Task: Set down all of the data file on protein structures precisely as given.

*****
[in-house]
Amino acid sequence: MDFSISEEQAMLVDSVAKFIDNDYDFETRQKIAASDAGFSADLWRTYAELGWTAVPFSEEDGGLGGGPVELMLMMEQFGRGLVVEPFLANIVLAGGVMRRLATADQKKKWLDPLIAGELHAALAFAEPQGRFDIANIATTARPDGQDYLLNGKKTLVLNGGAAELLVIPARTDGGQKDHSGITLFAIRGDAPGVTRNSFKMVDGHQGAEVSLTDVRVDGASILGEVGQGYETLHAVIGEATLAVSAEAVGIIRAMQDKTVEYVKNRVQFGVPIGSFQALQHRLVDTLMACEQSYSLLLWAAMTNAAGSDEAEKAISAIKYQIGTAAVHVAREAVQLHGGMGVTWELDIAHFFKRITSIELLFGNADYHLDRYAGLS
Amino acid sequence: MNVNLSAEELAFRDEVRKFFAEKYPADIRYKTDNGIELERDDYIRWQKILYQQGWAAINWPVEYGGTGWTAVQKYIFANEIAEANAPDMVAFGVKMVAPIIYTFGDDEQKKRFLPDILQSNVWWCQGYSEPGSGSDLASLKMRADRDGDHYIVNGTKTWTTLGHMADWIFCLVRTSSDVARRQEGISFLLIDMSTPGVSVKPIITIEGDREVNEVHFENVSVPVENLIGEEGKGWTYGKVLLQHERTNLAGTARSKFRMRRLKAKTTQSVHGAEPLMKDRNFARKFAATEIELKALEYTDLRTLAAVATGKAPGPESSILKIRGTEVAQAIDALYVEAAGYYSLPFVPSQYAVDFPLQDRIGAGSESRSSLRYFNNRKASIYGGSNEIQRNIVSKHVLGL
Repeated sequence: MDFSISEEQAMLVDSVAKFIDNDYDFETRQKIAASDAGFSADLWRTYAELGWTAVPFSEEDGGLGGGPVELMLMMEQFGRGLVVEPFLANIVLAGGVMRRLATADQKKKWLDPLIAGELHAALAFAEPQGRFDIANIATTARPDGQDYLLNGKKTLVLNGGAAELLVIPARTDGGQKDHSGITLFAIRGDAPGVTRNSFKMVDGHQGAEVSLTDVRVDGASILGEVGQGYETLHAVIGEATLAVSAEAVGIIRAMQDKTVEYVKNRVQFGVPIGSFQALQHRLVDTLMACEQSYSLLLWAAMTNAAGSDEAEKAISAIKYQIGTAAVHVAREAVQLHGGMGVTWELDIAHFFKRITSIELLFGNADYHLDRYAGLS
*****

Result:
[in-house]
Amino acid sequence: MDFSISEEQAMLVDSVAKFIDNDYDFETRQKIAASDAGFSADLWRTYAELGWTAVPFSEEDGGLGGGPVELMLMMEQFGRGLVVEPFLANIVLAGGVMRRLATADQKKKWLDPLIAGELHAALAFAEPQGRFDIANIATTARPDGQDYLLNGKKTLVLNGGAAELLVIPARTDGGQKDHSGITLFAIRGDAPGVTRNSFKMVDGHQGAEVSLTDVRVDGASILGEVGQGYETLHAVIGEATLAVSAEAVGIIRAMQDKTVEYVKNRVQFGVPIGSFQALQHRLVDTLMACEQSYSLLLWAAMTNAAGSDEAEKAISAIKYQIGTAAVHVAREAVQLHGGMGVTWELDIAHFFKRITSIELLFGNADYHLDRYAGLS
Amino acid sequence: MNVNLSAEELAFRDEVRKFFAEKYPADIRYKTDNGIELERDDYIRWQKILYQQGWAAINWPVEYGGTGWTAVQKYIFANEIAEANAPDMVAFGVKMVAPIIYTFGDDEQKKRFLPDILQSNVWWCQGYSEPGSGSDLASLKMRADRDGDHYIVNGTKTWTTLGHMADWIFCLVRTSSDVARRQEGISFLLIDMSTPGVSVKPIITIEGDREVNEVHFENVSVPVENLIGEEGKGWTYGKVLLQHERTNLAGTARSKFRMRRLKAKTTQSVHGAEPLMKDRNFARKFAATEIELKALEYTDLRTLAAVATGKAPGPESSILKIRGTEVAQAIDALYVEAAGYYSLPFVPSQYAVDFPLQDRIGAGSESRSSLRYFNNRKASIYGGSNEIQRNIVSKHVLGL
Repeated sequence: MDFSISEEQAMLVDSVAKFIDNDYDFETRQKIAASDAGFSADLWRTYAELGWTAVPFSEEDGGLGGGPVELMLMMEQFGRGLVVEPFLANIVLAGGVMRRLATADQKKKWLDPLIAGELHAALAFAEPQGRFDIANIATTARPDGQDYLLNGKKTLVLNGGAAELLVIPARTDGGQKDHSGITLFAIRGDAPGVTRNSFKMVDGHQGAEVSLTDVRVDGASILGEVGQGYETLHAVIGEATLAVSAEAVGIIRAMQDKTVEYVKNRVQFGVPIGSFQALQHRLVDTLMACEQSYSLLLWAAMTNAAGSDEAEKAISAIKYQIGTAAVHVAREAVQLHGGMGVTWELDIAHFFKRITSIELLFGNADYHLDRYAGLS